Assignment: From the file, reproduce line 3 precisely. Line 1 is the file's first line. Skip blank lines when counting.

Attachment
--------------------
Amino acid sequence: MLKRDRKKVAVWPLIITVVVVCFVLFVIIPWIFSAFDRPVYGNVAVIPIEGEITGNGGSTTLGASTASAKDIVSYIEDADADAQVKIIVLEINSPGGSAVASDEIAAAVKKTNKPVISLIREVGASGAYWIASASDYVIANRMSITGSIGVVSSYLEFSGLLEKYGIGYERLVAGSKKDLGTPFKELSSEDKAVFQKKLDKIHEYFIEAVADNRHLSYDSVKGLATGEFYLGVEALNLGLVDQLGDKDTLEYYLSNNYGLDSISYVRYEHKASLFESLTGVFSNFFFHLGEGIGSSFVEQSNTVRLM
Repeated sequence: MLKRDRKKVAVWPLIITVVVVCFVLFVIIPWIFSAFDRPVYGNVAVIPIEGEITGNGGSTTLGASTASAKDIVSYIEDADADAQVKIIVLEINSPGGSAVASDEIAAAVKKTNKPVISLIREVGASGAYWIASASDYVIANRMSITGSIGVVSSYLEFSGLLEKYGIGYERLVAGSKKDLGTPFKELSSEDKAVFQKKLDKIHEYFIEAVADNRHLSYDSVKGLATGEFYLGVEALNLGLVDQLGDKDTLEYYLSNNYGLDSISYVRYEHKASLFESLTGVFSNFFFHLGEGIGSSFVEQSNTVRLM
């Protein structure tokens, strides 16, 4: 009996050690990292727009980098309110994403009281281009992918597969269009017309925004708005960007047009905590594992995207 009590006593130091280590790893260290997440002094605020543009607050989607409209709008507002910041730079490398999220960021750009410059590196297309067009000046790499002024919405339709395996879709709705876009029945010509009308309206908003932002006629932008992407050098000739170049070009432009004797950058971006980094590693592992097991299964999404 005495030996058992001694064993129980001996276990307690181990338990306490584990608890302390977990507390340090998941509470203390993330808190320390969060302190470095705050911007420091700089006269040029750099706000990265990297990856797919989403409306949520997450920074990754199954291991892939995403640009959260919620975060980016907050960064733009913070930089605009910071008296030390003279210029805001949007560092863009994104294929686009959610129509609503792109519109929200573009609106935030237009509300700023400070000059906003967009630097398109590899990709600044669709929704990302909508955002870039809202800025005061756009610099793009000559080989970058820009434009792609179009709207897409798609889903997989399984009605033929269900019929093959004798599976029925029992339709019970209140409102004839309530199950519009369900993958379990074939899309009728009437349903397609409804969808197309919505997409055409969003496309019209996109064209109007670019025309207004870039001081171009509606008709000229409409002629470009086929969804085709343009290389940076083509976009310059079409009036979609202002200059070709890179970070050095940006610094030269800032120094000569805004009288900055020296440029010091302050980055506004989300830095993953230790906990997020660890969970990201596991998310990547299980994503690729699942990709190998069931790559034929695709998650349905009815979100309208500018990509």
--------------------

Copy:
């Protein structure tokens, strides 16, 4: 009996050690990292727009980098309110994403009281281009992918597969269009017309925004708005960007047009905590594992995207 009590006593130091280590790893260290997440002094605020543009607050989607409209709008507002910041730079490398999220960021750009410059590196297309067009000046790499002024919405339709395996879709709705876009029945010509009308309206908003932002006629932008992407050098000739170049070009432009004797950058971006980094590693592992097991299964999404 005495030996058992001694064993129980001996276990307690181990338990306490584990608890302390977990507390340090998941509470203390993330808190320390969060302190470095705050911007420091700089006269040029750099706000990265990297990856797919989403409306949520997450920074990754199954291991892939995403640009959260919620975060980016907050960064733009913070930089605009910071008296030390003279210029805001949007560092863009994104294929686009959610129509609503792109519109929200573009609106935030237009509300700023400070000059906003967009630097398109590899990709600044669709929704990302909508955002870039809202800025005061756009610099793009000559080989970058820009434009792609179009709207897409798609889903997989399984009605033929269900019929093959004798599976029925029992339709019970209140409102004839309530199950519009369900993958379990074939899309009728009437349903397609409804969808197309919505997409055409969003496309019209996109064209109007670019025309207004870039001081171009509606008709000229409409002629470009086929969804085709343009290389940076083509976009310059079409009036979609202002200059070709890179970070050095940006610094030269800032120094000569805004009288900055020296440029010091302050980055506004989300830095993953230790906990997020660890969970990201596991998310990547299980994503690729699942990709190998069931790559034929695709998650349905009815979100309208500018990509």